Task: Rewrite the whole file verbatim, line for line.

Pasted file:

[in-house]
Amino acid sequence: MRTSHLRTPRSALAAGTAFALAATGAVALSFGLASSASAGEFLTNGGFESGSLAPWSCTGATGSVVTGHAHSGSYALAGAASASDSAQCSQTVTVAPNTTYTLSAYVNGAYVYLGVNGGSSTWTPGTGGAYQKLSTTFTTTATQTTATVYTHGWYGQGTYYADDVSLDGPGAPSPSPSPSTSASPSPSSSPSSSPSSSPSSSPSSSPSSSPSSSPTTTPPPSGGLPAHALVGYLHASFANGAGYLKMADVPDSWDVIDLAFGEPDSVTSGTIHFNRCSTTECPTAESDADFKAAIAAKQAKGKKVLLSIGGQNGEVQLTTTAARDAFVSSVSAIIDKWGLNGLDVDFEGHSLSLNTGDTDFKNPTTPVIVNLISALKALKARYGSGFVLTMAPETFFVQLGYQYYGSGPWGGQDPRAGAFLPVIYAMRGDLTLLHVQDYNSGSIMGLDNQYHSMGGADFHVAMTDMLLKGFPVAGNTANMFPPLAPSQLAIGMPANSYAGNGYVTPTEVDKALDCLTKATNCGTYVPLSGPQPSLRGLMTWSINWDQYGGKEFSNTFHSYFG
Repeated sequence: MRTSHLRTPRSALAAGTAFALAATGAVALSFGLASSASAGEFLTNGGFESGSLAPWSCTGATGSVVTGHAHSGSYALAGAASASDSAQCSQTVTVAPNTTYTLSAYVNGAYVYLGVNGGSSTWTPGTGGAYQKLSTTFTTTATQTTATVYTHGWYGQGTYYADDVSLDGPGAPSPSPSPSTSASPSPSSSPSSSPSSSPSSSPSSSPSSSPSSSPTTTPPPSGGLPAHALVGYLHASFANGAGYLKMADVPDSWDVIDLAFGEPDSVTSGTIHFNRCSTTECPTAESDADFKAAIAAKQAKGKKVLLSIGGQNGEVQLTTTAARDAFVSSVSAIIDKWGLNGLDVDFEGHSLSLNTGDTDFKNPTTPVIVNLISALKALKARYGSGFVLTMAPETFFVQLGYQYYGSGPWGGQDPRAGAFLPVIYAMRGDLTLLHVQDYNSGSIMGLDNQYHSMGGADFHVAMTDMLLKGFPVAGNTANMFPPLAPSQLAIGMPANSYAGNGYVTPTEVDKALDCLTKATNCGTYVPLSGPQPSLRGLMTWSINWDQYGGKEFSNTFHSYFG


[in-house]
Amino acid sequence: MRTSHLRTPRSALAAGTAFALAATGAVALSFGLASSASAGEFLTNGGFESGSLAPWSCTGATGSVVTGHAHSGSYALAGAASASDSAQCSQTVTVAPNTTYTLSAYVNGAYVYLGVNGGSSTWTPGTGGAYQKLSTTFTTTATQTTATVYTHGWYGQGTYYADDVSLDGPGAPSPSPSPSTSASPSPSSSPSSSPSSSPSSSPSSSPSSSPSSSPTTTPPPSGGLPAHALVGYLHASFANGAGYLKMADVPDSWDVIDLAFGEPDSVTSGTIHFNRCSTTECPTAESDADFKAAIAAKQAKGKKVLLSIGGQNGEVQLTTTAARDAFVSSVSAIIDKWGLNGLDVDFEGHSLSLNTGDTDFKNPTTPVIVNLISALKALKARYGSGFVLTMAPETFFVQLGYQYYGSGPWGGQDPRAGAFLPVIYAMRGDLTLLHVQDYNSGSIMGLDNQYHSMGGADFHVAMTDMLLKGFPVAGNTANMFPPLAPSQLAIGMPANSYAGNGYVTPTEVDKALDCLTKATNCGTYVPLSGPQPSLRGLMTWSINWDQYGGKEFSNTFHSYFG
Repeated sequence: MRTSHLRTPRSALAAGTAFALAATGAVALSFGLASSASAGEFLTNGGFESGSLAPWSCTGATGSVVTGHAHSGSYALAGAASASDSAQCSQTVTVAPNTTYTLSAYVNGAYVYLGVNGGSSTWTPGTGGAYQKLSTTFTTTATQTTATVYTHGWYGQGTYYADDVSLDGPGAPSPSPSPSTSASPSPSSSPSSSPSSSPSSSPSSSPSSSPSSSPTTTPPPSGGLPAHALVGYLHASFANGAGYLKMADVPDSWDVIDLAFGEPDSVTSGTIHFNRCSTTECPTAESDADFKAAIAAKQAKGKKVLLSIGGQNGEVQLTTTAARDAFVSSVSAIIDKWGLNGLDVDFEGHSLSLNTGDTDFKNPTTPVIVNLISALKALKARYGSGFVLTMAPETFFVQLGYQYYGSGPWGGQDPRAGAFLPVIYAMRGDLTLLHVQDYNSGSIMGLDNQYHSMGGADFHVAMTDMLLKGFPVAGNTANMFPPLAPSQLAIGMPANSYAGNGYVTPTEVDKALDCLTKATNCGTYVPLSGPQPSLRGLMTWSINWDQYGGKEFSNTFHSYFG